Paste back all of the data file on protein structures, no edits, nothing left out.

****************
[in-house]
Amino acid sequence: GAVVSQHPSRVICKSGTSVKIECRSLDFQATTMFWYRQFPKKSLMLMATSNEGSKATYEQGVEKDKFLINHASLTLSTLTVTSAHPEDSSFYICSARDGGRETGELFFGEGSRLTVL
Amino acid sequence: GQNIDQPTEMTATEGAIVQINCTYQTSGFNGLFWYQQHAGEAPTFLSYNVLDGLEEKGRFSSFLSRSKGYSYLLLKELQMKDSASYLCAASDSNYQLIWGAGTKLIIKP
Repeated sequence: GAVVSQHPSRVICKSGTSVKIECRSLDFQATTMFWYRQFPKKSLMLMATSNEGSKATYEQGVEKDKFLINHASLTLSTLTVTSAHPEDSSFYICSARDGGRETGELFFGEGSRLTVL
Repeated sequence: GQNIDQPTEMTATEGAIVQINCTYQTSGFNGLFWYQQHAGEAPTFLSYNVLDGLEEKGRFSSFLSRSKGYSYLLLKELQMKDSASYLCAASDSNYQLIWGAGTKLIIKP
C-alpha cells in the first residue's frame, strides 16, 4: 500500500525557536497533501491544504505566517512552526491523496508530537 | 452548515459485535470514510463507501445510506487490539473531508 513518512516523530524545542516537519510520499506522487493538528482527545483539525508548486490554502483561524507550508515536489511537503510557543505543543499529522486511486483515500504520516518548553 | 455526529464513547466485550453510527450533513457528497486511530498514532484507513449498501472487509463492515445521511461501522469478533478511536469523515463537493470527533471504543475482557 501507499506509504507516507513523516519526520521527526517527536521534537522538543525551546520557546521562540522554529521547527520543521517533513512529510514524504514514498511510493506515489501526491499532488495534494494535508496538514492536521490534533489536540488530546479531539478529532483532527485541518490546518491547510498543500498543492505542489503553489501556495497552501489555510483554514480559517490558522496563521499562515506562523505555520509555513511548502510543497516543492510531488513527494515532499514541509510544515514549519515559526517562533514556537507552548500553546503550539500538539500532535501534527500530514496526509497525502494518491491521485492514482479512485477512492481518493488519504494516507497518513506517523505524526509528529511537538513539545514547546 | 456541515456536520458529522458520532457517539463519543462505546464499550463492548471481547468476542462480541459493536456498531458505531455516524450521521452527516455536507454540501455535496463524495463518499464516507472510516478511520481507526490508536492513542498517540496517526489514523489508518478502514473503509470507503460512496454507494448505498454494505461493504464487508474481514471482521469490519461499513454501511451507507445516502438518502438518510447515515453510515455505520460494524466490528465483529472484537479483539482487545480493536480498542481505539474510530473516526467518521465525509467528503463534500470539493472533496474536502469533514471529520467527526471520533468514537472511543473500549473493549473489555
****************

[in-house]
Amino acid sequence: GAVVSQHPSRVICKSGTSVKIECRSLDFQATTMFWYRQFPKKSLMLMATSNEGSKATYEQGVEKDKFLINHASLTLSTLTVTSAHPEDSSFYICSARDGGRETGELFFGEGSRLTVL
Amino acid sequence: GQNIDQPTEMTATEGAIVQINCTYQTSGFNGLFWYQQHAGEAPTFLSYNVLDGLEEKGRFSSFLSRSKGYSYLLLKELQMKDSASYLCAASDSNYQLIWGAGTKLIIKP
Repeated sequence: GAVVSQHPSRVICKSGTSVKIECRSLDFQATTMFWYRQFPKKSLMLMATSNEGSKATYEQGVEKDKFLINHASLTLSTLTVTSAHPEDSSFYICSARDGGRETGELFFGEGSRLTVL
Repeated sequence: GQNIDQPTEMTATEGAIVQINCTYQTSGFNGLFWYQQHAGEAPTFLSYNVLDGLEEKGRFSSFLSRSKGYSYLLLKELQMKDSASYLCAASDSNYQLIWGAGTKLIIKP
C-alpha cells in the first residue's frame, strides 16, 4: 500500500525557536497533501491544504505566517512552526491523496508530537 | 452548515459485535470514510463507501445510506487490539473531508 513518512516523530524545542516537519510520499506522487493538528482527545483539525508548486490554502483561524507550508515536489511537503510557543505543543499529522486511486483515500504520516518548553 | 455526529464513547466485550453510527450533513457528497486511530498514532484507513449498501472487509463492515445521511461501522469478533478511536469523515463537493470527533471504543475482557 501507499506509504507516507513523516519526520521527526517527536521534537522538543525551546520557546521562540522554529521547527520543521517533513512529510514524504514514498511510493506515489501526491499532488495534494494535508496538514492536521490534533489536540488530546479531539478529532483532527485541518490546518491547510498543500498543492505542489503553489501556495497552501489555510483554514480559517490558522496563521499562515506562523505555520509555513511548502510543497516543492510531488513527494515532499514541509510544515514549519515559526517562533514556537507552548500553546503550539500538539500532535501534527500530514496526509497525502494518491491521485492514482479512485477512492481518493488519504494516507497518513506517523505524526509528529511537538513539545514547546 | 456541515456536520458529522458520532457517539463519543462505546464499550463492548471481547468476542462480541459493536456498531458505531455516524450521521452527516455536507454540501455535496463524495463518499464516507472510516478511520481507526490508536492513542498517540496517526489514523489508518478502514473503509470507503460512496454507494448505498454494505461493504464487508474481514471482521469490519461499513454501511451507507445516502438518502438518510447515515453510515455505520460494524466490528465483529472484537479483539482487545480493536480498542481505539474510530473516526467518521465525509467528503463534500470539493472533496474536502469533514471529520467527526471520533468514537472511543473500549473493549473489555